Currently all states have veterans preferences in hiring and absolute preferences for disabled veterans. Prominently located on their Civil Service website is a statement that New Jersey “values the contributions that our veterans have made, and continue to make, for our country's freedom and for other nations around the world. As such, New Jersey's merit system provides absolute veterans preference in employee selection. This means that qualified veterans are placed at the top of an open competitive employment list ahead of non-veterans regardless of their scores.”
On May 17, 2013, the New Jersey Civil Service Commission held a public hearing on “revisions” to hiring procedures for the State of New Jersey. Currently, qualified veterans are placed at the top of an open competitive employment lists ahead of non-veterans. Disabled veterans are also placed on promotional lists according to their scores, plus a certain number of points advantage. Disabled veterans and veterans are placed on promotional lists according to their scores, but they have preference over non-veterans when they are at the top of a certification list for an appointing authority.
The United States Office of Personnel Management administers entitlement to veterans' preferences in employment under Title 5, United States Code, and oversees other statutory employment requirements in Titles 5 and 38. Currently all states provide veterans preferences in hiring and absolute preferences in hiring for disabled veterans. Employees are hired and promoted based on examinations, but Civil Service preferences governing hiring and promotion have created millions of public service jobs for veterans across our nation.
There appears to have been significant political pressure brought to bear in New Jersey to “eliminate” Civil Service preferences and adopt hiring outcomes to avoid discrimination against gays, women, and other minority groups. Under the changes, some jobs would be grouped together as part of a “band;” allowing managers to move employees from one position to another without the need for exams. The state says that will streamline promotions and save money.
ALFI is concerned, since the majority of veterans historically have been male, the Civil Service changes would result in a dramatic impact on the hiring and promotion of military veterans. Such changes would open the door to crony favoritism and political patronage. The Communication Workers of America, New Jersey's largest public workers' union, are also cautioned that the new Civil Service rule changes may violate the New Jersey State Constitution.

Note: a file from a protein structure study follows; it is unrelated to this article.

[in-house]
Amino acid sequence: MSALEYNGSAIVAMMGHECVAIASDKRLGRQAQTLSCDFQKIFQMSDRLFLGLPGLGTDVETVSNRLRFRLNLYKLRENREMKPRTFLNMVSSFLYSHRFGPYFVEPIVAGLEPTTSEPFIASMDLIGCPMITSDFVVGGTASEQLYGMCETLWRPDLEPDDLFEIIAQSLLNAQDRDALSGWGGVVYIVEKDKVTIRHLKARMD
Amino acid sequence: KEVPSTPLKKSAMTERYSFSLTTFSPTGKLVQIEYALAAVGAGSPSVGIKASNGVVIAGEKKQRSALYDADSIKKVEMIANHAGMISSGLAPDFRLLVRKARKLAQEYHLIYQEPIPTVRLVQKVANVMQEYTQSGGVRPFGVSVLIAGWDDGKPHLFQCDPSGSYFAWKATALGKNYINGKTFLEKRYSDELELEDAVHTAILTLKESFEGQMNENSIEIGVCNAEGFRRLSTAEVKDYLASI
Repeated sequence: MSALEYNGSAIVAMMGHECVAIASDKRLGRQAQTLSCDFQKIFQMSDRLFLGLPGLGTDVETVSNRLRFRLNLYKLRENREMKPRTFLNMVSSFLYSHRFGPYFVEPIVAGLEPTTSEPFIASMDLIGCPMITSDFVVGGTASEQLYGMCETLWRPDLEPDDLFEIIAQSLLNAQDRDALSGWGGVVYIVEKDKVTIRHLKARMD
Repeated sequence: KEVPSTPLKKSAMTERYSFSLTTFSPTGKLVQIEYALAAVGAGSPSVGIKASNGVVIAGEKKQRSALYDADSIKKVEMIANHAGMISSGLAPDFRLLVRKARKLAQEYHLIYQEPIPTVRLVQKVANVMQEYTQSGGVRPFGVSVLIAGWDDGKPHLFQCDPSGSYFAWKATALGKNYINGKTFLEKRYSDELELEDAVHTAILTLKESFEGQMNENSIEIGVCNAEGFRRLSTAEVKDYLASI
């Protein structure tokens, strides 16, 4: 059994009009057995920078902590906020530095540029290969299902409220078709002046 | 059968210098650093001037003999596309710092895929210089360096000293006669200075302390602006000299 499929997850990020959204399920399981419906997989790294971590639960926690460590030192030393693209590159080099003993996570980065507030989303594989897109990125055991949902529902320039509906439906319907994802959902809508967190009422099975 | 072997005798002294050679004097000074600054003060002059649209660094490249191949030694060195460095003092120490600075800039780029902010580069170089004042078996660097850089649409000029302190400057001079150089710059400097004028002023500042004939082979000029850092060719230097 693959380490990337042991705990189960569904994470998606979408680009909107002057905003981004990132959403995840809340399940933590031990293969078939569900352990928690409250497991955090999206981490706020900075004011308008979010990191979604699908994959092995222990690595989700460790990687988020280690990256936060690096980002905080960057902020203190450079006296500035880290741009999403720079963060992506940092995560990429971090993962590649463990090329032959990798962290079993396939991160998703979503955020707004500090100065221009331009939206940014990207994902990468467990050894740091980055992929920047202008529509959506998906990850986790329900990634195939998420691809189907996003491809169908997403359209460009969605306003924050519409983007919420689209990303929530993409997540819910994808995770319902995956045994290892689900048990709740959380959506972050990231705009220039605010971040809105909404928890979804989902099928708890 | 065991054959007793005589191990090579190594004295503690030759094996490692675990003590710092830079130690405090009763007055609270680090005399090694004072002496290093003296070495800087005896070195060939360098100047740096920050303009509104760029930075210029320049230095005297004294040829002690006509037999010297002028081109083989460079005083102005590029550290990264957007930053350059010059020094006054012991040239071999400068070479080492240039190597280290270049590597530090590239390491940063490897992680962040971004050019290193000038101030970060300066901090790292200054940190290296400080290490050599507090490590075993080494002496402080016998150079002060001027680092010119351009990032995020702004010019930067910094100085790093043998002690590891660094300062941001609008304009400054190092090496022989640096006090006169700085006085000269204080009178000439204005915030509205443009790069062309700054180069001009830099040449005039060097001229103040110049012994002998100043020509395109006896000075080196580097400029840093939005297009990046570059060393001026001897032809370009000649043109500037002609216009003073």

Clearly, these monumental changes in New Jersey hiring procedures were not thoroughly vetted by veterans’ support groups. The New Jersey Civil Service Commission held only one public hearing on the matter — and none of the commission's members were present.
Due to lack of communications, less than a dozen individual veterans and no organized veterans support group attended the Civil Service Commission hearing. Joseph Fornarotto, Commander of the Belleville-Nutley, New Jersey Disabled American Veterans warned after learning of the meeting: "With these rules, Gov. Christie is stabbing veterans in the back." He added that veterans need help in landing jobs and not the lack of it.
Since ALFI started inquiring about this issue, Michael Drewniak, spokesman for Gov. Chris Christie’s office, said the idea that the proposal will eliminate or diminish veterans’ preference is “simply false.” But members of Christie's own political party are now increasingly skeptical of the changes. Former state Sen. Peter Inverso released a statement today calling for the Civil Service Commission to hold more hearings on the proposal. “I think there is a possible win-win scenario because as a former civil service employee, I know the frustration of waiting for promotional exams to be performed, front line employees wait for a long bureaucratic test process which delays promotion and needed staff to supervisors who remain short-staffed," Cook said. “We just need to make sure the process protects veterans and is fair to all involved.”